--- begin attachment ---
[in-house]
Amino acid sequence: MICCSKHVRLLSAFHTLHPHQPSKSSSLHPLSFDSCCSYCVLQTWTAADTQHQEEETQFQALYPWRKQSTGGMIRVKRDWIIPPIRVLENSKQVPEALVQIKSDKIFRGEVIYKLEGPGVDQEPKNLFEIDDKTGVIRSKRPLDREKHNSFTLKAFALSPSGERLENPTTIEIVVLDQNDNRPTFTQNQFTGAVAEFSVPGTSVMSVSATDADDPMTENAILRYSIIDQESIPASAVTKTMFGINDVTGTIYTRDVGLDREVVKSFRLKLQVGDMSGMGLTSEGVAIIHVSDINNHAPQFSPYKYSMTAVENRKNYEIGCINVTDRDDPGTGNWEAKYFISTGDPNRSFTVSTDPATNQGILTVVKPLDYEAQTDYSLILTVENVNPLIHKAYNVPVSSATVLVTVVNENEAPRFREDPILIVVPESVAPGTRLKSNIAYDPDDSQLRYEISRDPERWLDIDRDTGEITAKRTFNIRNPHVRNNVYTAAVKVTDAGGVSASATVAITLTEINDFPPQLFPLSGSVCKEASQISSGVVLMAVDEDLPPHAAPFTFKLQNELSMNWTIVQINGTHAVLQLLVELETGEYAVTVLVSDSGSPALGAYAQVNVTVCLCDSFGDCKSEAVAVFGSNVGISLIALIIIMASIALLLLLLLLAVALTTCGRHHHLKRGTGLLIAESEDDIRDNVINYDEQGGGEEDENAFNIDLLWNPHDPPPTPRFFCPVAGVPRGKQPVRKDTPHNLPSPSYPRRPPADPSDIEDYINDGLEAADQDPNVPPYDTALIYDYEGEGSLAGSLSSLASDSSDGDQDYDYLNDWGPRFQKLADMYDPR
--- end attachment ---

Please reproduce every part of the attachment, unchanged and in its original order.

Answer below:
[in-house]
Amino acid sequence: MICCSKHVRLLSAFHTLHPHQPSKSSSLHPLSFDSCCSYCVLQTWTAADTQHQEEETQFQALYPWRKQSTGGMIRVKRDWIIPPIRVLENSKQVPEALVQIKSDKIFRGEVIYKLEGPGVDQEPKNLFEIDDKTGVIRSKRPLDREKHNSFTLKAFALSPSGERLENPTTIEIVVLDQNDNRPTFTQNQFTGAVAEFSVPGTSVMSVSATDADDPMTENAILRYSIIDQESIPASAVTKTMFGINDVTGTIYTRDVGLDREVVKSFRLKLQVGDMSGMGLTSEGVAIIHVSDINNHAPQFSPYKYSMTAVENRKNYEIGCINVTDRDDPGTGNWEAKYFISTGDPNRSFTVSTDPATNQGILTVVKPLDYEAQTDYSLILTVENVNPLIHKAYNVPVSSATVLVTVVNENEAPRFREDPILIVVPESVAPGTRLKSNIAYDPDDSQLRYEISRDPERWLDIDRDTGEITAKRTFNIRNPHVRNNVYTAAVKVTDAGGVSASATVAITLTEINDFPPQLFPLSGSVCKEASQISSGVVLMAVDEDLPPHAAPFTFKLQNELSMNWTIVQINGTHAVLQLLVELETGEYAVTVLVSDSGSPALGAYAQVNVTVCLCDSFGDCKSEAVAVFGSNVGISLIALIIIMASIALLLLLLLLAVALTTCGRHHHLKRGTGLLIAESEDDIRDNVINYDEQGGGEEDENAFNIDLLWNPHDPPPTPRFFCPVAGVPRGKQPVRKDTPHNLPSPSYPRRPPADPSDIEDYINDGLEAADQDPNVPPYDTALIYDYEGEGSLAGSLSSLASDSSDGDQDYDYLNDWGPRFQKLADMYDPR